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LM Insurance Corp. v. Fed Equities

March 27, 2008

LM INSURANCE CORPORATION, PLAINTIFF,
v.
FED EQUITIES, INC., MERR, INC., AFFILIATED INSURANCE AGENCY, INC., AND ROBERT GRIMM, DEFENDANTS/THIRD-PARTY PLAINTIFFS,
v.
SOURCEONE GROUP, INC., THIRD-PARTY DEFENDANT/COUNTERCLAIMANT



The opinion of the court was delivered by: Judge Joan B. Gottschall

MEMORANDUM OPINION AND ORDER

Third party defendant SourceOne Group, Inc. ("SOG") has filed a counterclaim against defendants Fed Equities, Inc. ("Fed Equities"), Merr, Inc. ("Merr"), Affiliated Insurance Agency, Inc. ("AIA"), and Robert Grimm ("Grimm") (collectively "AIA/Merriman") alleging negligence. Presently before the court is the defendants' motion for summary judgment on SOG's counterclaim. For the reasons set forth below, defendants' motion for summary judgment with respect to defendants Merr and Grimm is denied, and defendants' motion for summary judgment with respect to defendants Fed Equities and AIA is granted.

I. BACKGROUND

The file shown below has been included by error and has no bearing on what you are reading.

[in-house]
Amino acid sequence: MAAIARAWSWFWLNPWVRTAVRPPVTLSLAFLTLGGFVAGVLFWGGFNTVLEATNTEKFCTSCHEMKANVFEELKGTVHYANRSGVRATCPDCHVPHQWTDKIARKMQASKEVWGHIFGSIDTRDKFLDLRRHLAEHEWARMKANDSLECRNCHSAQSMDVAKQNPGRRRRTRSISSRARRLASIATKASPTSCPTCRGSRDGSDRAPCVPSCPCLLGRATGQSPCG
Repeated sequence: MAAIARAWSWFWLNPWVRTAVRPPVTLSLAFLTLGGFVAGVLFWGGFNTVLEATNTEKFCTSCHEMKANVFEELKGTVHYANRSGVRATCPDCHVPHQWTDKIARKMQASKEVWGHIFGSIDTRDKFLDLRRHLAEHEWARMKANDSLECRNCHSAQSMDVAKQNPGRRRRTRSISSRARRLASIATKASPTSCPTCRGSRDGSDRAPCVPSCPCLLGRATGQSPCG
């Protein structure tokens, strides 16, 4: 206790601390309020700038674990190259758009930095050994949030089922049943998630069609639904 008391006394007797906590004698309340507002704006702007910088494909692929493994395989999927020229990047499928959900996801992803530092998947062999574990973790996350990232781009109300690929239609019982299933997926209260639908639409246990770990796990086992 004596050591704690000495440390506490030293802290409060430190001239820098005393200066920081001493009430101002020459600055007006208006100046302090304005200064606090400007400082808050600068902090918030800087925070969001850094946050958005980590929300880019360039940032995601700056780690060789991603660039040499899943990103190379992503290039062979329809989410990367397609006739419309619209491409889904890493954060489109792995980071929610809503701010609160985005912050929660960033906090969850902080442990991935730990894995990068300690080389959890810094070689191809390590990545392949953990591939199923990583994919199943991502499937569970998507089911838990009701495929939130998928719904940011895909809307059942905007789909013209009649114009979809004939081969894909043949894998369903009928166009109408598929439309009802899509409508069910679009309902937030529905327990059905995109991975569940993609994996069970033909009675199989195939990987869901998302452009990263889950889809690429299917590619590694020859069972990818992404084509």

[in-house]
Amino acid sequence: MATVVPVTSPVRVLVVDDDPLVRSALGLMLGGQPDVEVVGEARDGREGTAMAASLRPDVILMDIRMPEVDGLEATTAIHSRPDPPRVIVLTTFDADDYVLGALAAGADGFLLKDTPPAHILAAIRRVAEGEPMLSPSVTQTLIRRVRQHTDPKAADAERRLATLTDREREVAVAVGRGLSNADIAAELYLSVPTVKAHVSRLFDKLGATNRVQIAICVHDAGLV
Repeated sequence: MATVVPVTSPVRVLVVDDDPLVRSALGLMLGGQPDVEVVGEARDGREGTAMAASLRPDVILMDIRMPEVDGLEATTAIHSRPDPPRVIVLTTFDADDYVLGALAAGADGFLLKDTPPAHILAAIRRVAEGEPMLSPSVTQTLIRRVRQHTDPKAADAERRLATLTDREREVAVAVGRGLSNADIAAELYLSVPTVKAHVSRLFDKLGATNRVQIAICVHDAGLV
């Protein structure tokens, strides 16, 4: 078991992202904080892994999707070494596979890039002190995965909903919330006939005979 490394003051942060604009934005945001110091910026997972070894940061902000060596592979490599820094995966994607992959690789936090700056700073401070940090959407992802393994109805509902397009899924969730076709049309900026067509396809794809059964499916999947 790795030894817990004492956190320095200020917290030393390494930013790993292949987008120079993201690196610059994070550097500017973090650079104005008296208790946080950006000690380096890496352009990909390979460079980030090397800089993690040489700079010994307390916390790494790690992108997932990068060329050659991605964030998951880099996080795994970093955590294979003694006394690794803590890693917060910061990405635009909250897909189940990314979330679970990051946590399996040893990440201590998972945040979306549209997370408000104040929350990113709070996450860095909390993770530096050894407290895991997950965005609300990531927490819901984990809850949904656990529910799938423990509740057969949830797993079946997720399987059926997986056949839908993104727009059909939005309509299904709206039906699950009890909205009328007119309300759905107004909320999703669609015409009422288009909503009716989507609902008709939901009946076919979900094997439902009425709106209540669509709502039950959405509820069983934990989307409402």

Third party defendant SOG is a professional employer organization (a "PEO"). PEOs typically provide human resources-related services to their client companies; such services typically include benefits and payroll administration, as well as procuring insurance. Since PEOs may represent several different clients involved in a similar line of business, they may receive favorable group rates, a savings that they can then pass on to their clients. In late 2002, SOG was the PEO for several minor league sports franchises, including the Quad City Mallards (hockey), Rockford Ice Hogs (hockey), and Georgia Force (arena football). SOG, through its then-insurance broker, the DuPre Agency of California, had obtained a workers' compensation insurance policy, no. WC5-34535147-012 (the "012 policy"), with plaintiff Liberty Mutual Insurance Corp. ("LM"). All Illinois companies are required by statute to provide workers' compensation, and this requirement is typically satisfied via the acquisition of a workers' compensation insurance policy. See generally 820 ILCS § 305/1, et seq.